AUS DEM SPIEGEL
Ausgabe 26/2009

Potential for Apocalypse Is War between Iran and Israel Inevitable?

By Erich Follath

Part 4: The Duty to Fight Amalek


In December 2005, Netanyahu celebrated his comeback as Likud chairman and, in early 2009, led the party into elections as the frontrunner. That election, not unlike the recent election in Iran, did not produce clear results, even though -- as could be expected in the Middle East's only democracy -- it was free and fair. Netanyahu's party came in second, while Kadima, the party of the popular Tzipi Livni, who was open to negotiations with the Arabs, managed to secure one additional seat in the Israeli parliament, the Knesset.

Netanyahu was forced to form a coalition with an ultra-religious party and to strike a deal with right-wing populist Avigdor Lieberman, a man Haaretz has called a "racist and fascist." Lieberman, to the chagrin of many Israelis, was made foreign minister in Netanyahu's new cabinet.

Netanyahu has not forgotten his roots. He often mentions the two people who shaped his life and his way of thinking. He dedicated a fiery book on fighting terrorism to his father, and he published a book of the letters of his fallen brother. Despite living up to his reputation as a hardliner in the first few months of his new term, he demonstrated at least the willingness to compromise. In response to pressure from the Obama administration, in a keynote speech on foreign policy that he gave last week, Netanyahu spoke for the first time of a "Palestinian state." It was an important moment even if the hurdles he set for its establishment were so high that even moderate Palestinians had trouble recognizing any real willingness to budge.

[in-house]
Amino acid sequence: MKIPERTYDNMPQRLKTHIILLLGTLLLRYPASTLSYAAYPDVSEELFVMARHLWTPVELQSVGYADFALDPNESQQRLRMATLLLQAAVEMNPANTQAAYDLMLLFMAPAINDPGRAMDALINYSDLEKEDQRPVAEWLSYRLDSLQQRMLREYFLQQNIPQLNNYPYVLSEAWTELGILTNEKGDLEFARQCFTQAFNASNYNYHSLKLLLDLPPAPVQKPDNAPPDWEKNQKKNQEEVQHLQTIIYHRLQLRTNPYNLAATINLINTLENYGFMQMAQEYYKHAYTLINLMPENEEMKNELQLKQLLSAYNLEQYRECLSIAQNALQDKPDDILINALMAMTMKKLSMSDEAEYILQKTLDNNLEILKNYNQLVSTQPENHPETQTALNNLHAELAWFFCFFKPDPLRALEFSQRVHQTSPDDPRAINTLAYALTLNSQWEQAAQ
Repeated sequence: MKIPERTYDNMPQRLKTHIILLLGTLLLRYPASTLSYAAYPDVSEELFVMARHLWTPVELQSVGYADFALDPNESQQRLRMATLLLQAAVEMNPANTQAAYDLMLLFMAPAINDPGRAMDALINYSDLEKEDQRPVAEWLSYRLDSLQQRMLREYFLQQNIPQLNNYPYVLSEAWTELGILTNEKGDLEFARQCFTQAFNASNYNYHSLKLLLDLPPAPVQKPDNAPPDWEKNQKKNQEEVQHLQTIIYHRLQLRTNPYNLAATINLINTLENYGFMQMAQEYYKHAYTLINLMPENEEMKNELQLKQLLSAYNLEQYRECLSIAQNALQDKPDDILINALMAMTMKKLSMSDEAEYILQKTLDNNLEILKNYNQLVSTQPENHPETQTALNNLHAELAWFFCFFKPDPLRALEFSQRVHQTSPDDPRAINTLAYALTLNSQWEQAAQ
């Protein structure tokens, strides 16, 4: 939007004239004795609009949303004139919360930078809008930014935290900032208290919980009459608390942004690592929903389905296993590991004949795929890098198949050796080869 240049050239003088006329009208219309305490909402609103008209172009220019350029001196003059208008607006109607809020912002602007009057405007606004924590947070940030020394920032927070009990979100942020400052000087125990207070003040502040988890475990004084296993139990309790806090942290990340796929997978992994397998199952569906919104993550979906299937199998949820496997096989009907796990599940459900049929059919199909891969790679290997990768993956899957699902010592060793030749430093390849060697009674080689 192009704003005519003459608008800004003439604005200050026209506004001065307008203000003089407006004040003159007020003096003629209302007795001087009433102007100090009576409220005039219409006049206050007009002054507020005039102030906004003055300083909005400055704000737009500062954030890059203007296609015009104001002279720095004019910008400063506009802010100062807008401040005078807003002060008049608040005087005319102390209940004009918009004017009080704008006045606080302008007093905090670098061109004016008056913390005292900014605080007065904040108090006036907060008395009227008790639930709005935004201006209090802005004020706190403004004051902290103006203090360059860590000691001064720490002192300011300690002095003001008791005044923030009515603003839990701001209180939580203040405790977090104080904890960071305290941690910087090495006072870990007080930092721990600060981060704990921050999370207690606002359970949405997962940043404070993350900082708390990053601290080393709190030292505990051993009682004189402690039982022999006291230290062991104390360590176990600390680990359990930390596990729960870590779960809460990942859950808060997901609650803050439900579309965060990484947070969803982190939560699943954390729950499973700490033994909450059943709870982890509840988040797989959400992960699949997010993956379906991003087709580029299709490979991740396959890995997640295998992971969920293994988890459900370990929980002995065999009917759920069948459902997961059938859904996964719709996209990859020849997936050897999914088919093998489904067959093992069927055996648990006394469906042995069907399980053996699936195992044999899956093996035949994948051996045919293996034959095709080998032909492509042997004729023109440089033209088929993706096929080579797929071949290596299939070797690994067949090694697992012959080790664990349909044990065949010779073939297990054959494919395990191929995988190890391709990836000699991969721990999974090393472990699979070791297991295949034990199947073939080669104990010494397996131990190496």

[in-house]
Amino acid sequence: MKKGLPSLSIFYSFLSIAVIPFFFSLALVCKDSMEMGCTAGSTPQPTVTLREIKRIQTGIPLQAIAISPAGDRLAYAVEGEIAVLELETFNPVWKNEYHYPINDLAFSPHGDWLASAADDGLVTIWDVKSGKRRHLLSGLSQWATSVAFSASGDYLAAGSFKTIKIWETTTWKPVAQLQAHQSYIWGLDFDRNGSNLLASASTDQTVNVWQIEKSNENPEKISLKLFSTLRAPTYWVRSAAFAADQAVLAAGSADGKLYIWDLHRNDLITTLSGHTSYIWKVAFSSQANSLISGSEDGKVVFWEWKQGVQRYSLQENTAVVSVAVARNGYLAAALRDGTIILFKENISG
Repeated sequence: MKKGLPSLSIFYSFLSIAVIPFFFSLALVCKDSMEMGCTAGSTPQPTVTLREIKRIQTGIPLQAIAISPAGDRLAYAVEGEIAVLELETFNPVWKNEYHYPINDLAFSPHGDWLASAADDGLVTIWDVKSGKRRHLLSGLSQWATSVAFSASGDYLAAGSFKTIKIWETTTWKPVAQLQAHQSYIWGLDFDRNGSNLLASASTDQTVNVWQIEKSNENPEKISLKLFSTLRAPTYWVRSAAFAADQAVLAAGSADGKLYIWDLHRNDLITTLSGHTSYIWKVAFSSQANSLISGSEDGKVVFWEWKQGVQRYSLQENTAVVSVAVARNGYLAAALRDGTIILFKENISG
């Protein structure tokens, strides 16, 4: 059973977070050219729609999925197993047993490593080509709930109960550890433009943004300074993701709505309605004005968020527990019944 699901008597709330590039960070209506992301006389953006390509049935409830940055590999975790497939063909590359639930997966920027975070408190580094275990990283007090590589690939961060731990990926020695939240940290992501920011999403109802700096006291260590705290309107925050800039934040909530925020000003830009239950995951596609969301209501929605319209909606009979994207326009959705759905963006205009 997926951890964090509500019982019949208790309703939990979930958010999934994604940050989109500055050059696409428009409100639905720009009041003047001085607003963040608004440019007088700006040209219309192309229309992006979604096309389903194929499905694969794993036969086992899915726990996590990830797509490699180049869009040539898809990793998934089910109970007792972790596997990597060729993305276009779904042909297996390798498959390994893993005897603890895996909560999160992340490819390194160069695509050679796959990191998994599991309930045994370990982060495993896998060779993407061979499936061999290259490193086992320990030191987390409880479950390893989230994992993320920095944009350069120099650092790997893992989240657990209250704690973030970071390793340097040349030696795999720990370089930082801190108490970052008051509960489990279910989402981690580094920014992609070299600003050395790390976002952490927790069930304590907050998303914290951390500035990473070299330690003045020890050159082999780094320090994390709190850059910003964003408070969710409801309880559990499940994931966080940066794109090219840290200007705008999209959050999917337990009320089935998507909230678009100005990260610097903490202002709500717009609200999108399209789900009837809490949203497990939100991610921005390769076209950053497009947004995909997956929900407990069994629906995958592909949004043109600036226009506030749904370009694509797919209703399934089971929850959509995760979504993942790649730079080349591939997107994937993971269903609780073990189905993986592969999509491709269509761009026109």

It is certainly possible that Netanyahu will retreat from other positions in the coming months, perhaps, under pressure from Washington, abandoning the expansion of settlements -- which he is currently pursuing, in violation of all commitments under international law, under the euphemism of "natural growth." But Netanyahu is almost certain to remain unbending on the question of Iranian nuclear bombs, steering Israel toward an attack. Why does he believe that a red line has been crossed? And why does he seem to yearn for his adversary Ahmadinejad to remain in office, as even the respected German newspaper Frankfurter Allgemeine Zeitung reported with astonishment, citing Israeli sources?

When American author and Israel expert Jeffrey Goldberg recently asked a Netanyahu confidant to explain this fixation, he simply replied: "Think Amalek." This is the Jewish concept that forms a potentially disastrous parallel to the Islamic Haqqani school -- a pair of mirror-image concepts that could spell war. In a biblical context, Amalek was the grandson of Esau who, with his tribal warriors from Canaan, launched a treacherous and unprovoked attack on the Hebrews as they were traveling to the Holy Land, Eretz Israel. In a broader sense, the term Amalek refers to the existential threat to Judaism at all times, under all circumstances and by all enemies. The Torah, Devarim 25, Fifth Book of Moses, reads: "Remember what Amalek did to you on your journey, after you left Egypt--how, undeterred by fear of God, he surprised you on the march, when you were famished and weary, and cut down all the stragglers in your rear."